manifestations of individual liberty, consensual government, and rule of law than most countries in the world. They demonstrate how free peoples can govern themselves and prosper in a very tough neighborhood – in close proximity to two of the world’s most ruthless communist regimes, China and North Korea. Furthermore, the ROC benefits from a Japan that works effectively with its only treaty ally, the United States of America. Their relationship looks good on paper, but there are vexing shortcomings in the security alliance and Japan’s defense structure. Just as important, US-Japan-ROC strategic communications efforts need to be better coordinated if they

photo: Ethan Miller An operations specialist logs information aboard guided-missile destroyer USS Preble (DDG 88) during the 2018 RIMPAC exercise consisting of 25 nations.

Professor Kerry Gershaneck is currently a scholar at the Graduate Institute of East Asian Studies, National Chengchi University and a guest lecturer at the ROC National Defense University.

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photo: Ignacio Perez A sailor mans the aft look-out watch aboard the guided-missile destroyer USS O’Kane (DDG 77) during the RIMPAC 2018 exercise.

are to fight efforts by both radical Japanese activists and People’s Republic of China (PRC) Political Warfare operations designed to disintegrate their democracies. Japan faces security challenges from most of its immediate neighbors. The most imminent challenge is the PRC—an expansionist, coercive, hyper-nationalistic, brutally repressive, authoritarian state. Japan is reminded daily, through the PRC’s bombastic propaganda, that the PRC is now militarily and economically powerful, eager to avenge Japan’s brutal past imperialism, and

Japan. Two other neighbors occupy lands and adjacent waters claimed by Japan: Russia seized Japan’s northern islands at Japan’s surrender in World War II, and South Korea seized Takeshima in 1954. As nuclear powers, Russia and North Korea, like the PRC, are each capable of destroying Japanese civilization within minutes. The status of the ROC also poses a serious challenge for Japan, in that a Chinese occupation of Taiwan would severely compromise Japan’s southern flank and lead to increased pressure on its territorial integrity. Economic, psychological, and oth-

planning to take Japan’s territory, iner damage from Taiwan going Red cluding the Diaoyu/Senkaku Islands, would also be severe. Given the exphoto: Kremlin.ru as well as the Ryukyu Island chain. isting political environment dictatJapanese Prime Minister Shinzo Abe Also in the neighborhood is North ed by Beijing, Japan is limited in its Korea: a slave state whose crimes against humanpublic cooperation with the ROC on common seity are well documented by the United Nations and curity issues. which also has intense historical grievances against The PRC threat to the ROC is well known. In the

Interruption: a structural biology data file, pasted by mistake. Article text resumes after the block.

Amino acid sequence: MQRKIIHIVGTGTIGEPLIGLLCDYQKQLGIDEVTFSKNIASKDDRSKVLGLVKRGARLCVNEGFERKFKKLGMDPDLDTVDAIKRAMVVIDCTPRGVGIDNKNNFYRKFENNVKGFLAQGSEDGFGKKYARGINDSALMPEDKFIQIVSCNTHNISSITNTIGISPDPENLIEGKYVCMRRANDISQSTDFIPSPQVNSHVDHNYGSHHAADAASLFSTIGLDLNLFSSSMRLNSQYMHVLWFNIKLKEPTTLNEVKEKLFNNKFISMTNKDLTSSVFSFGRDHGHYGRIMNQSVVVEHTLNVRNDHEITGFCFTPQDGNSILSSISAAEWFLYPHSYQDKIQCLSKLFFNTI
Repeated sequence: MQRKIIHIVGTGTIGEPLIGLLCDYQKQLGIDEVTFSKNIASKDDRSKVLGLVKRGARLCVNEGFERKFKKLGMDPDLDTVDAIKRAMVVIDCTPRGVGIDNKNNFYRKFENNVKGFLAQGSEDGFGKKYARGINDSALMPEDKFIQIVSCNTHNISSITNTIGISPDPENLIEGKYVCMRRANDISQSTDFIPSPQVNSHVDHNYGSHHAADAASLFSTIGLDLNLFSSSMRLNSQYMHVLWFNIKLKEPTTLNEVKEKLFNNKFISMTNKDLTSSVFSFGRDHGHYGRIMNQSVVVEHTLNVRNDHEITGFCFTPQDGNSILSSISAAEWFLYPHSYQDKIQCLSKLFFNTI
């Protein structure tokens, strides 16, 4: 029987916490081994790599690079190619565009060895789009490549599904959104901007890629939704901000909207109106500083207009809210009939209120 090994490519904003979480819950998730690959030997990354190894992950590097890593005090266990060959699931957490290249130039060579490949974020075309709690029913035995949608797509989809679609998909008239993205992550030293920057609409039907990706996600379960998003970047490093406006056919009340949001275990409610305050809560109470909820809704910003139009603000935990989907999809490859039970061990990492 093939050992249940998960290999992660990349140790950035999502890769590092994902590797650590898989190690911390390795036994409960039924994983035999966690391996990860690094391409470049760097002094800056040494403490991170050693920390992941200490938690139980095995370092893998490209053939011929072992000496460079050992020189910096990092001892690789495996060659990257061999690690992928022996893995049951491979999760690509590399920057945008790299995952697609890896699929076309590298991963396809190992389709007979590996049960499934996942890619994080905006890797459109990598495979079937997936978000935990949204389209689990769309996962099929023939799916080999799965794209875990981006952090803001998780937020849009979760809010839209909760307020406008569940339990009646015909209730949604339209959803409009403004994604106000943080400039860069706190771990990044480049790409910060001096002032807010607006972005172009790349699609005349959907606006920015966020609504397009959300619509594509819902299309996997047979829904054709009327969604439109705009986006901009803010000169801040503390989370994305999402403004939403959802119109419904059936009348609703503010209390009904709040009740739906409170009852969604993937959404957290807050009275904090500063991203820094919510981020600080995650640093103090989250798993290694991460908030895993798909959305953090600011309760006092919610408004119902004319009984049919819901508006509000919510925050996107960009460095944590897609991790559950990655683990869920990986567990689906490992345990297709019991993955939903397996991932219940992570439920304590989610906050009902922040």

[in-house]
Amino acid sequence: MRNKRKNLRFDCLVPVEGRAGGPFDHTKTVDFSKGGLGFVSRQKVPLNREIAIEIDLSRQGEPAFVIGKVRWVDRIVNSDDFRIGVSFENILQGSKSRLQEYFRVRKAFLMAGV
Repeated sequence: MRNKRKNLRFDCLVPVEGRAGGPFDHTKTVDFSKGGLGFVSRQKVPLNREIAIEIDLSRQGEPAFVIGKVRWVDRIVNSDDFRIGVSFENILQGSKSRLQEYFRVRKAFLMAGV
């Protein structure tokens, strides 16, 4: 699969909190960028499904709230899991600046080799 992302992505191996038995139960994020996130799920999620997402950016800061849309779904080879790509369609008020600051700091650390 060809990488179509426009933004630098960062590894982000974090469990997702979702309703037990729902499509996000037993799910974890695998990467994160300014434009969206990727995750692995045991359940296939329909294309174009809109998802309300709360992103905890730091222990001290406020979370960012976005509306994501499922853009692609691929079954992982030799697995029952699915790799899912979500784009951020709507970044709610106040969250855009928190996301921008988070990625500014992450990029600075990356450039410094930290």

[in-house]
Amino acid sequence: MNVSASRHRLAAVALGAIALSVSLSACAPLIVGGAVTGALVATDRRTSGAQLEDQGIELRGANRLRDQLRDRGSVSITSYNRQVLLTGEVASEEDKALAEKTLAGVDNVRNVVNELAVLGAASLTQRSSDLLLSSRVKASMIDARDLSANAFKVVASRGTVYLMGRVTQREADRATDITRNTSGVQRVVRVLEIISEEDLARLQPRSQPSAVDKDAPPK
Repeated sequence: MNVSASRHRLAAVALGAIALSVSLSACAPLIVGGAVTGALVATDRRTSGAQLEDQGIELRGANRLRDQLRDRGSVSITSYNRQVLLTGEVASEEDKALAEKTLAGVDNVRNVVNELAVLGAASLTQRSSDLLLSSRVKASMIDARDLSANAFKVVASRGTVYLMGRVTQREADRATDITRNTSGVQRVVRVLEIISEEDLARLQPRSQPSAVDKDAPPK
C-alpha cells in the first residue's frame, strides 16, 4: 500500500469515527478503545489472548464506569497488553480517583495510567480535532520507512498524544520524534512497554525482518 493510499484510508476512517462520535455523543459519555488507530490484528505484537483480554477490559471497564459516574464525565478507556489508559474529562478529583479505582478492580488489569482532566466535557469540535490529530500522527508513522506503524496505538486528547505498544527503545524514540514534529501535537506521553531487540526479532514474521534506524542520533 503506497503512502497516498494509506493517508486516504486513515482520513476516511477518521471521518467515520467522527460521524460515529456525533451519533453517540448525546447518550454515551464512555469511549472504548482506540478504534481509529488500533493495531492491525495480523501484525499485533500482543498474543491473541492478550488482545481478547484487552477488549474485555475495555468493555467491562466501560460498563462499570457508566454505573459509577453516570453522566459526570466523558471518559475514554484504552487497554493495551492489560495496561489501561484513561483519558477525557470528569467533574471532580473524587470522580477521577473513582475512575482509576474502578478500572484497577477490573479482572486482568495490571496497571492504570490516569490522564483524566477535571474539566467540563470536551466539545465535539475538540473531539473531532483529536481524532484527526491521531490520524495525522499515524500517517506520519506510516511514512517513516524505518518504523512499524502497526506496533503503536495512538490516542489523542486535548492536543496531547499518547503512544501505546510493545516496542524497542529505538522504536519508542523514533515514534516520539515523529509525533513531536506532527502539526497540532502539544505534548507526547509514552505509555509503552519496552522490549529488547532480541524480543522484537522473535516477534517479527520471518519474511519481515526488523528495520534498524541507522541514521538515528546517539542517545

He has ordered two revised National Defense Program Guidelines, revised the US-Japan Guidelines for Cooperative Defense, spearheaded the 2015 Legislation for Peace and Security, and pledged to amend Article IX of the Constitution to codify the Self-Defense Force’s existence. In addition, Abe is preparing a significant new Midterm Defense Plan that will guide defense projects essential to high-end warfare. While there are some genuine pacifists in Japan who sincerely question the need for defense reform, it is Japan’s radical activists (kagekiteki katsudoka) that generate the most hysteria. In their worldview, Abe’s efforts will end Japan’s pacifist tradition and lead it to fascism and rapacious regional conquest. But Japan is not pacifist, nor is Japan’s kagekiteki katsudoka. photo: Bonny Gassner Perhaps the most well-known of the A sailor lands after a static-line jump from an MH-60 Sea Hawk helicopter. extreme leftist groups is Chukaku-ha, name of a so-called “China Dream,” the PRC wages or the Japan Revolutionary Communist League. Still an all-encompassing campaign to bring the ROC calling for world Marxist revolution, Chukaku-ha into its tender embrace. To this end, the PRC daily might be considered a descendant of Japan’s vioemploys economic, informational, political, and mililent leftist groups such as the well-known Japanese tary warfare. All these means are destabilizing and Red Army. Other anti-alliance organizations include demoralizing, but the military tool is the greatest Japan’s Socialist and Communist Parties, which are by concern: China’s President Xi Jinping has ordered the doctrine anti-military, anti-American, and pro-ChiPeoples Liberation Army to be able to invade Taiwan na, as well as labor unions, leftist lawyer groups, uniby 2020—just two years from now. versity academic groups, and radical student groups. Under these circumstances, Japan’s security is inextricably linked to Taiwan’s security, and vice verInternational role model sa. Consequently, Taiwan needs a militarily capable Japan, one with improved military interoperability Japan is now a peaceful nation. After a particularly with the United States. vicious era of near-genocidal rampage followed by Abe recognizes the threats facing Japan, and US military occupation and democratic reform, Japan has taken substantial steps to address shortfalls has not fought in a foreign war in 73 years. It has within his limited political maneuvering space. been a role model in international aid, foreign direct

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investment, and humanitarian actions. Despite its “peace constitution,” Japan quickly built a real military after North Korea (NK) invaded South Korea in 1950. At the request of UN forces, Japan dispatched minesweepers to support the fight. From early on, then, the Japan Self-Defense Forces (JSDF) was an armed force in the sense most nations understand the term.